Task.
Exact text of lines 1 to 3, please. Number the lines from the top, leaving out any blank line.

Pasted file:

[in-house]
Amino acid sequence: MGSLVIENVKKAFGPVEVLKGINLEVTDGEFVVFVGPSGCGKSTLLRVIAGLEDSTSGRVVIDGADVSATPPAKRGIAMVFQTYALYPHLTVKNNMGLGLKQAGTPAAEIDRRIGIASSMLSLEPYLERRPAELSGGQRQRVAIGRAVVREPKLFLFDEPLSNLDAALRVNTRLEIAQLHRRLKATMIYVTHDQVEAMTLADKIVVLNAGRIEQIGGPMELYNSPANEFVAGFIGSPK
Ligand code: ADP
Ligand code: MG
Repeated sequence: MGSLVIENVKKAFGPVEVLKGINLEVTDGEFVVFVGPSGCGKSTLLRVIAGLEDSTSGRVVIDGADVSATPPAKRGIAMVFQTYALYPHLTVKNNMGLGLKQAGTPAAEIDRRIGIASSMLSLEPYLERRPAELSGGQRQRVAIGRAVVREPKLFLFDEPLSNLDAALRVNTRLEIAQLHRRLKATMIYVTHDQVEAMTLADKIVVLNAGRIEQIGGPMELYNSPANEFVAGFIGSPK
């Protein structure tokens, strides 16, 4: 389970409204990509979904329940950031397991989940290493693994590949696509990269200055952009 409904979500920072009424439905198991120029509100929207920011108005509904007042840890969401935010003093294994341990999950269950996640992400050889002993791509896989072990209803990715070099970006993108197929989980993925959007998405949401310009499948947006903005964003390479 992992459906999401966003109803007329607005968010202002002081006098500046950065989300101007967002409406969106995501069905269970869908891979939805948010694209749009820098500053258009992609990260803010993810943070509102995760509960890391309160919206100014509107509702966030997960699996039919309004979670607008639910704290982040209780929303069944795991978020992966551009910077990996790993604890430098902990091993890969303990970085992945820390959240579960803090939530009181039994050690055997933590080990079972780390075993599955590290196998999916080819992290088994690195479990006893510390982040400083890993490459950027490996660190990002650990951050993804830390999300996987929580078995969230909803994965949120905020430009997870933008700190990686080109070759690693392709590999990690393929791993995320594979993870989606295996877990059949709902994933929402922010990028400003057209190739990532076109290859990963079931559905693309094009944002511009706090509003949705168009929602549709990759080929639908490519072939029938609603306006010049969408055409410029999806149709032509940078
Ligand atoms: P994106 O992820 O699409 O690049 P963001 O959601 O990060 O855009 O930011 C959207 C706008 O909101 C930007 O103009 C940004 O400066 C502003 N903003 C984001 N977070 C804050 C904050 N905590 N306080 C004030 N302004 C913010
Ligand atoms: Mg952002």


[in-house]
Amino acid sequence: MGSLVIENVKKAFGPVEVLKGINLEVTDGEFVVFVGPSGCGKSTLLRVIAGLEDSTSGRVVIDGADVSATPPAKRGIAMVFQTYALYPHLTVKNNMGLGLKQAGTPAAEIDRRIGIASSMLSLEPYLERRPAELSGGQRQRVAIGRAVVREPKLFLFDEPLSNLDAALRVNTRLEIAQLHRRLKATMIYVTHDQVEAMTLADKIVVLNAGRIEQIGGPMELYNSPANEFVAGFIGSPK
Ligand code: ADP